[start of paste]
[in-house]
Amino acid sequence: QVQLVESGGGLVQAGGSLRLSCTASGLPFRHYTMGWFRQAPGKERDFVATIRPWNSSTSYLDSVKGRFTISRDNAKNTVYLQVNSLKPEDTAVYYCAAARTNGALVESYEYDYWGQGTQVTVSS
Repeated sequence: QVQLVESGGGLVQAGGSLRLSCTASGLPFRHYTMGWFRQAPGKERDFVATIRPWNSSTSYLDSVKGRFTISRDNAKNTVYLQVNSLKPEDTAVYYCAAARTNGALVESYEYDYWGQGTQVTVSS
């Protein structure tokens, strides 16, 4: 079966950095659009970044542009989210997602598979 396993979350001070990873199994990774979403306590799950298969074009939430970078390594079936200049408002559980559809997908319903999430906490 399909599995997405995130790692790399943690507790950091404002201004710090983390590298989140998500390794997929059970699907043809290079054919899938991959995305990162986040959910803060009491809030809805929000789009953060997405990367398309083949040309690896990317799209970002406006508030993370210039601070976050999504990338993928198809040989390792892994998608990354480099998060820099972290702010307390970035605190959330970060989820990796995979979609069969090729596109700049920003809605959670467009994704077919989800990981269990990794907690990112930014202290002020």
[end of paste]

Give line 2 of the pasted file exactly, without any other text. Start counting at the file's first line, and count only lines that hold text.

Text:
Amino acid sequence: QVQLVESGGGLVQAGGSLRLSCTASGLPFRHYTMGWFRQAPGKERDFVATIRPWNSSTSYLDSVKGRFTISRDNAKNTVYLQVNSLKPEDTAVYYCAAARTNGALVESYEYDYWGQGTQVTVSS